Johnny Nocturne Band
Wild & Cool
Bullseye Blues & Jazz 9586
For its third Bullseye outing, the Nocturne band presents a more subdued and complex sound than on its two previous releases, Wailin' Daddy and Shake 'Em Up. This time out, the sophisticated arrangements of leader John Firmin, trombonist Marty Wehner and Melanie Bryson often take center stage from the blowing and jiving of the earlier works; Wild & Cool is more '40s jazz than '50s R&B.

The opening cut, Bobby Troup's "Lemon Twist," shows us what's in store. With the horns playing the theme in unison, we're transported to an elegant supper club, dressed to kill and sipping martinis. On Ellington's "Don't Get Around Much Anymore," Firmin plays a gorgeous clarinet solo, warm and limpid.

Fortunately, the band does reveal its wilder side. "New Kind of Mambo" is a mambo/rock tune on which Firmin reveals plenty of grit and sass on his main ax, the tenor sax. "Tu ma qui te (Hey! Joli Blon)" is four-to-the-floor boogie with a terrific baritone solo by Rod Sudduth.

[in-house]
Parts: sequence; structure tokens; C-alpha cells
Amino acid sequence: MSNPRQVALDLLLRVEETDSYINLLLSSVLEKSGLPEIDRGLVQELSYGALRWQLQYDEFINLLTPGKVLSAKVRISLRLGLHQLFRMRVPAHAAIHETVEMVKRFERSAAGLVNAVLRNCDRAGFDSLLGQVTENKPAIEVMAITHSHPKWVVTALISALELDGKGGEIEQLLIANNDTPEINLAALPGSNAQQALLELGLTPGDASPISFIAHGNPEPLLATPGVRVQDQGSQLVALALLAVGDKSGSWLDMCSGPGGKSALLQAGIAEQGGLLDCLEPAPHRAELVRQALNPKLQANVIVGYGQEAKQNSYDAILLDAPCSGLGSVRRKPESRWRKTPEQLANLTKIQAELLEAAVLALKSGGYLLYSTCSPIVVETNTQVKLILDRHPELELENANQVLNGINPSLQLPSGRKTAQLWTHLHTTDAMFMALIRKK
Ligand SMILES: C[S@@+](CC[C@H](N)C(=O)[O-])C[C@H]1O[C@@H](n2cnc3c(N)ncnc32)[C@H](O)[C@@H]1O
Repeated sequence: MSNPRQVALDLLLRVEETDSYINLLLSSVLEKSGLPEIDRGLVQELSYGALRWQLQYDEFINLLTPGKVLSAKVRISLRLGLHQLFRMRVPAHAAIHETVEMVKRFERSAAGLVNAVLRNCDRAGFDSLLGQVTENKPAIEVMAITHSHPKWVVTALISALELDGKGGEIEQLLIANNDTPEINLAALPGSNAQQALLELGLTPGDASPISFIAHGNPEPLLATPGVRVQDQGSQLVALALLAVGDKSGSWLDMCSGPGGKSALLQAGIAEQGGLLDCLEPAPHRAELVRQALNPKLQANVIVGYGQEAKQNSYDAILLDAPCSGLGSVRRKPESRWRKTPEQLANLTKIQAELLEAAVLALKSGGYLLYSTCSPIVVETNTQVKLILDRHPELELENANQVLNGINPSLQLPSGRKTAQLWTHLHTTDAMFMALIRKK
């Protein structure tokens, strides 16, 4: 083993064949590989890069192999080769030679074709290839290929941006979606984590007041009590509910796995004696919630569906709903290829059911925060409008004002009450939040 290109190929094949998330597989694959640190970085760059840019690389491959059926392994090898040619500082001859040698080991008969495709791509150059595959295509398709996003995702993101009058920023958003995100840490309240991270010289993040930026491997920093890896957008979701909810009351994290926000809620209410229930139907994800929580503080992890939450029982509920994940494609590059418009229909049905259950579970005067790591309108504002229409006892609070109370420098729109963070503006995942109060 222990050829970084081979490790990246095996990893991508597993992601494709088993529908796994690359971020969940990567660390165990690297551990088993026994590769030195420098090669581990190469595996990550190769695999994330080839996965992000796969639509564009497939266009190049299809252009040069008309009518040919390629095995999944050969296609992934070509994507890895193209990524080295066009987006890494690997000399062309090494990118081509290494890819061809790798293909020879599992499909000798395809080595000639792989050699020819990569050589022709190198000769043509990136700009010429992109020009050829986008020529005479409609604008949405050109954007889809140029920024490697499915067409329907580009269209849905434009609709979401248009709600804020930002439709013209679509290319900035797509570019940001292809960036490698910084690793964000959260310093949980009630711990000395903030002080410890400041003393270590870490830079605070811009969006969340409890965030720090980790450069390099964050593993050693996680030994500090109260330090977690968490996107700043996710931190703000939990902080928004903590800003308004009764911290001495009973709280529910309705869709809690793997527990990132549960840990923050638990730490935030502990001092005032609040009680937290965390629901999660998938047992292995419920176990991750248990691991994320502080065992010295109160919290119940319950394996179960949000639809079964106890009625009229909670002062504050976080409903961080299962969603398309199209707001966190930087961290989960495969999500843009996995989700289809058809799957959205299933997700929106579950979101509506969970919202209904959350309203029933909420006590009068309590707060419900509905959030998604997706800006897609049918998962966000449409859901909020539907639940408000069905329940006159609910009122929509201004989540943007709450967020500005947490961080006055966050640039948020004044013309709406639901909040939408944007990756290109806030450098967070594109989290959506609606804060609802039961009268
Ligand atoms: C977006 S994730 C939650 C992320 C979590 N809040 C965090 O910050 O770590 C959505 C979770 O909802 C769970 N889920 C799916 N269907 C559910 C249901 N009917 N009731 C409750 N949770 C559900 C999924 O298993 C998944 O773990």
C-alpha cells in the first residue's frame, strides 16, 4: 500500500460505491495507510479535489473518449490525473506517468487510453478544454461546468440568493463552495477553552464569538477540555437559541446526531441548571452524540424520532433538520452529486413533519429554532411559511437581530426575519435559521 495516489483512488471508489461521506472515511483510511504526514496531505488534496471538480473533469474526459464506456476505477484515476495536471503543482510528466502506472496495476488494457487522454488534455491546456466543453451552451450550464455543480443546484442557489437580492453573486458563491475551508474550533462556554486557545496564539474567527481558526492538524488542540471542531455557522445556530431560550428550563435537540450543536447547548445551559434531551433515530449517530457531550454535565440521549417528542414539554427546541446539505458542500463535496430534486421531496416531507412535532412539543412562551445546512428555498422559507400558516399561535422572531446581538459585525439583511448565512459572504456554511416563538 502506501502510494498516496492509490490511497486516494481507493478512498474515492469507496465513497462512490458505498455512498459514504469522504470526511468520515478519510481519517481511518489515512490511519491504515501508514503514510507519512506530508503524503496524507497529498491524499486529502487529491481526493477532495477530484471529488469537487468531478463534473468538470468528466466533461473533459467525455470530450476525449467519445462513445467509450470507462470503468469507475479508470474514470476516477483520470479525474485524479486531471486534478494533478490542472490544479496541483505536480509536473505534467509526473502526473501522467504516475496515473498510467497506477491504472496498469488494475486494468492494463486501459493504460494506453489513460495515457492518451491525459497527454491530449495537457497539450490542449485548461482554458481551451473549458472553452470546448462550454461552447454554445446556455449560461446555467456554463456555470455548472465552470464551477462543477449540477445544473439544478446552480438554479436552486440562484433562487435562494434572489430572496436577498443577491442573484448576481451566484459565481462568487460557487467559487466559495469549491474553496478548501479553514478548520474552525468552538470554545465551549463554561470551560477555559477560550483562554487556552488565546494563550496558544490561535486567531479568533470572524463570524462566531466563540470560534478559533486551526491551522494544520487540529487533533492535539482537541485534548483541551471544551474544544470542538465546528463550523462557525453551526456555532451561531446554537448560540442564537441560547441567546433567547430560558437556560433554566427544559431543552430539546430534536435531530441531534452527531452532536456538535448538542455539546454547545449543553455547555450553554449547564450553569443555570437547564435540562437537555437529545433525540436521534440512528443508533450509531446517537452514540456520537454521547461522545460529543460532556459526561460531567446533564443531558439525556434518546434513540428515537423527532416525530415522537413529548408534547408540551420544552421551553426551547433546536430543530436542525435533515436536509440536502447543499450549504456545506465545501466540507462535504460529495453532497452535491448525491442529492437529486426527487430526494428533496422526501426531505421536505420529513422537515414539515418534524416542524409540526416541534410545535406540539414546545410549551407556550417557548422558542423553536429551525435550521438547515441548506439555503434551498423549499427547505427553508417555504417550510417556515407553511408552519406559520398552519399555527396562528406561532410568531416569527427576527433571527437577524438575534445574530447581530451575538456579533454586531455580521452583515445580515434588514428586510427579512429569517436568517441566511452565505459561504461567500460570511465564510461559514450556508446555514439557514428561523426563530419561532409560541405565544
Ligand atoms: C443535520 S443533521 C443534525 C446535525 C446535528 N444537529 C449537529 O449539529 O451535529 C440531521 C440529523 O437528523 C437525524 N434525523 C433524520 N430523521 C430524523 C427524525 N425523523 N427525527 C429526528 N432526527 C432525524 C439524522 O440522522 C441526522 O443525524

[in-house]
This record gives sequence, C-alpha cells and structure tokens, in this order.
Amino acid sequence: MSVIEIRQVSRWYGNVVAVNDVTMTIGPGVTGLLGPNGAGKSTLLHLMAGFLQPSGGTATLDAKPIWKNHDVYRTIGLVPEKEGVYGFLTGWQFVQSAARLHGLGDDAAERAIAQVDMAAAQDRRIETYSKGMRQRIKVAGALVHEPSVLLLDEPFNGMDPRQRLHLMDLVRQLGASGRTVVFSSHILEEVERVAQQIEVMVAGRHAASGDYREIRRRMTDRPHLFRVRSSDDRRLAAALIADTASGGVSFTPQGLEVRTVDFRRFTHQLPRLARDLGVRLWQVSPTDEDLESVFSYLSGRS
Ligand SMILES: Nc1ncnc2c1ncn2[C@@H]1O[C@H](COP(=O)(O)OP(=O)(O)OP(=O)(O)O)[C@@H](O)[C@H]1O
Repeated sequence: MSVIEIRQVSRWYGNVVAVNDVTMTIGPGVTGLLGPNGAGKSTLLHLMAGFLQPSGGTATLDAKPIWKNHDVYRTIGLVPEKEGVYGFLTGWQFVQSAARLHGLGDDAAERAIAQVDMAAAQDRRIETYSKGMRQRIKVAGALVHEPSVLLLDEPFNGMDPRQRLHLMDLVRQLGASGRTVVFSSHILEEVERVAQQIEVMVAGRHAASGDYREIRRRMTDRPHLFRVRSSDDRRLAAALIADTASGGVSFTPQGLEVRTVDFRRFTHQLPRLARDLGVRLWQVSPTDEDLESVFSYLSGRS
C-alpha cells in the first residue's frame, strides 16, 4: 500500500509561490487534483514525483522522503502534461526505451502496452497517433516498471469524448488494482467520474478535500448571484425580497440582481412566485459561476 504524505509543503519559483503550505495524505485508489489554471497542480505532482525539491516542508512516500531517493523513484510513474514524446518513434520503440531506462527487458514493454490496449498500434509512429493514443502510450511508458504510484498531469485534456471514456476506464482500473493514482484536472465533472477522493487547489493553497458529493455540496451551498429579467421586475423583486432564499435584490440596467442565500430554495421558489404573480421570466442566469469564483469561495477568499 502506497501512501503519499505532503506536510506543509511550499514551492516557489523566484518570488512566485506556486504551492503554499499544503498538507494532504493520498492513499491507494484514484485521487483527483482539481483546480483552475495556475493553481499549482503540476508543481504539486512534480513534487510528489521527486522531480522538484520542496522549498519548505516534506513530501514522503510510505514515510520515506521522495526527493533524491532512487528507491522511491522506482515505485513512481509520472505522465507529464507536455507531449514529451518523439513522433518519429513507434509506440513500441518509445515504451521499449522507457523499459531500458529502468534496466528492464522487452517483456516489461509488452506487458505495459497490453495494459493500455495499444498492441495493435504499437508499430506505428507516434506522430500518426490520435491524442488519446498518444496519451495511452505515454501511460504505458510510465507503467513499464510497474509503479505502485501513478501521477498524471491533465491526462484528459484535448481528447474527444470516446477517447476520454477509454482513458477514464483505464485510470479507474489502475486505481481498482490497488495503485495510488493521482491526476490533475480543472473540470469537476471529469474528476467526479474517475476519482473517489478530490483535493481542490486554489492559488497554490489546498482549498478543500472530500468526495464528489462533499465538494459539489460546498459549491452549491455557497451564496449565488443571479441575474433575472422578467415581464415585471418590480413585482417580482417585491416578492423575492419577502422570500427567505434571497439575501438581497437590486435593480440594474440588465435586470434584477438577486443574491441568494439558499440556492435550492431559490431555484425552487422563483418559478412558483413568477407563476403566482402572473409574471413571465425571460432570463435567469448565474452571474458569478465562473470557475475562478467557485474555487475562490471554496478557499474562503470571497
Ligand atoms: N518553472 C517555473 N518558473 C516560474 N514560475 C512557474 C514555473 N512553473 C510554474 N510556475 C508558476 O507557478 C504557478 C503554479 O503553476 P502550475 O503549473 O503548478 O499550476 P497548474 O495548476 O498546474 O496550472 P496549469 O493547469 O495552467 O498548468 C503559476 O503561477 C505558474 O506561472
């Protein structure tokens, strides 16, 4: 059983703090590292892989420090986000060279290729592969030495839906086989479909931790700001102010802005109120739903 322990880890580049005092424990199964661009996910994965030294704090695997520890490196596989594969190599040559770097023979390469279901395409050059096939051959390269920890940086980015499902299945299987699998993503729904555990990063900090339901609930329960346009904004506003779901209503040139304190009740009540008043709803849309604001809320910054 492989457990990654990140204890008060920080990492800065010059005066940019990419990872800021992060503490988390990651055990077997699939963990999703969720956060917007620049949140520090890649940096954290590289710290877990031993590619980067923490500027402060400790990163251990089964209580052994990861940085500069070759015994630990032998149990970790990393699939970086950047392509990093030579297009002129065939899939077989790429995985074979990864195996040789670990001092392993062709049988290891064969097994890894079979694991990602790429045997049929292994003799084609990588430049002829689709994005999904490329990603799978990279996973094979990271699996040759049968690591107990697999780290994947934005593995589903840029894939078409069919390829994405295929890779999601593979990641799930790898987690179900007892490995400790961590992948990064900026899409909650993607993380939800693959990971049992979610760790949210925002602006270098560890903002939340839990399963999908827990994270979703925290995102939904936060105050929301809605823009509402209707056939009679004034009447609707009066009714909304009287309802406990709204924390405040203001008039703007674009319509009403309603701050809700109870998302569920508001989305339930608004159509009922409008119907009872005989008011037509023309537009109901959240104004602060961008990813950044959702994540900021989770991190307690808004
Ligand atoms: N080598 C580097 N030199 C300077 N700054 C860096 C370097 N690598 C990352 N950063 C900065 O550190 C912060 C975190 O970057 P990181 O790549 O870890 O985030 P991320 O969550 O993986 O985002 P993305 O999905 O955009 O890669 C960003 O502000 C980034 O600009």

In addition to the arrangements, the other standout is vocalist Brenda Boykin (since departed from the group), who uses her rich, soulful alto to great effect. On the swing tune, "At My Front Door," she plays with the rhythm, lagging behind the beat or doubling it without sacrificing command or technique. On "After the Lights Go Down Low," her voice does too, adding an extra element to the song's romance. She will be missed.

If you like hard-driving jump blues, check out the first two Nocturne releases. If you like your little big-bands on the cool side, this one's for you.

-- David Feld

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Boulder, CO, USA.